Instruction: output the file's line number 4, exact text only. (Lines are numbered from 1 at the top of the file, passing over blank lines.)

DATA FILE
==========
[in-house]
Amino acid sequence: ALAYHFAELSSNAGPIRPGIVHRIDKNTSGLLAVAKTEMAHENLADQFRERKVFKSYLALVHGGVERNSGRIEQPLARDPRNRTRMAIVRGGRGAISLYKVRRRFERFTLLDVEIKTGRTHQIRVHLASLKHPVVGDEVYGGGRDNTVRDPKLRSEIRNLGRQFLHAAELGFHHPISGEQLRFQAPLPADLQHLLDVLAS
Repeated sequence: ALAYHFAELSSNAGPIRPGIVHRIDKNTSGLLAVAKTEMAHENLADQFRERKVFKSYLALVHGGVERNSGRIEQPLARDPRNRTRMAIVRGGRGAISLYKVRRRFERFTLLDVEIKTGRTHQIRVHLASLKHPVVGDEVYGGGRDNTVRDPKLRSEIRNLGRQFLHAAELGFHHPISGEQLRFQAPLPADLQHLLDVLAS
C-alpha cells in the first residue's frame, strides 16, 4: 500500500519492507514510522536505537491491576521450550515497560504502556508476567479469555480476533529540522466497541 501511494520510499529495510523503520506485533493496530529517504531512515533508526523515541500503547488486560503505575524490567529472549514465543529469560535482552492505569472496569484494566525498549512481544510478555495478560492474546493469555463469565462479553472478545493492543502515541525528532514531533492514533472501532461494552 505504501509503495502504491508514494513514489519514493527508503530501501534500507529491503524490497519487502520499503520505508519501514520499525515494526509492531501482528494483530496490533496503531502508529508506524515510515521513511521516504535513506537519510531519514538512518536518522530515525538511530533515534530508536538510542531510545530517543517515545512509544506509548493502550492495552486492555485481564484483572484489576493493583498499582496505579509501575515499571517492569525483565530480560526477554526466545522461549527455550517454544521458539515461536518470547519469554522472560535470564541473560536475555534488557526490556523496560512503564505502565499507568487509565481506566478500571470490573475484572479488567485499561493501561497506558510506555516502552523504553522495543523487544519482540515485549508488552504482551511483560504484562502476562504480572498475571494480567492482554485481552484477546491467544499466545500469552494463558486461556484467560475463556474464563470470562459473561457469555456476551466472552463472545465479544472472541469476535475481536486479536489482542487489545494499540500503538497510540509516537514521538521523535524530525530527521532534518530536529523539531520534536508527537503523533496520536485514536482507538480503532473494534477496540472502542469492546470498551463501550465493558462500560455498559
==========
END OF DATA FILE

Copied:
C-alpha cells in the first residue's frame, strides 16, 4: 500500500519492507514510522536505537491491576521450550515497560504502556508476567479469555480476533529540522466497541 501511494520510499529495510523503520506485533493496530529517504531512515533508526523515541500503547488486560503505575524490567529472549514465543529469560535482552492505569472496569484494566525498549512481544510478555495478560492474546493469555463469565462479553472478545493492543502515541525528532514531533492514533472501532461494552 505504501509503495502504491508514494513514489519514493527508503530501501534500507529491503524490497519487502520499503520505508519501514520499525515494526509492531501482528494483530496490533496503531502508529508506524515510515521513511521516504535513506537519510531519514538512518536518522530515525538511530533515534530508536538510542531510545530517543517515545512509544506509548493502550492495552486492555485481564484483572484489576493493583498499582496505579509501575515499571517492569525483565530480560526477554526466545522461549527455550517454544521458539515461536518470547519469554522472560535470564541473560536475555534488557526490556523496560512503564505502565499507568487509565481506566478500571470490573475484572479488567485499561493501561497506558510506555516502552523504553522495543523487544519482540515485549508488552504482551511483560504484562502476562504480572498475571494480567492482554485481552484477546491467544499466545500469552494463558486461556484467560475463556474464563470470562459473561457469555456476551466472552463472545465479544472472541469476535475481536486479536489482542487489545494499540500503538497510540509516537514521538521523535524530525530527521532534518530536529523539531520534536508527537503523533496520536485514536482507538480503532473494534477496540472502542469492546470498551463501550465493558462500560455498559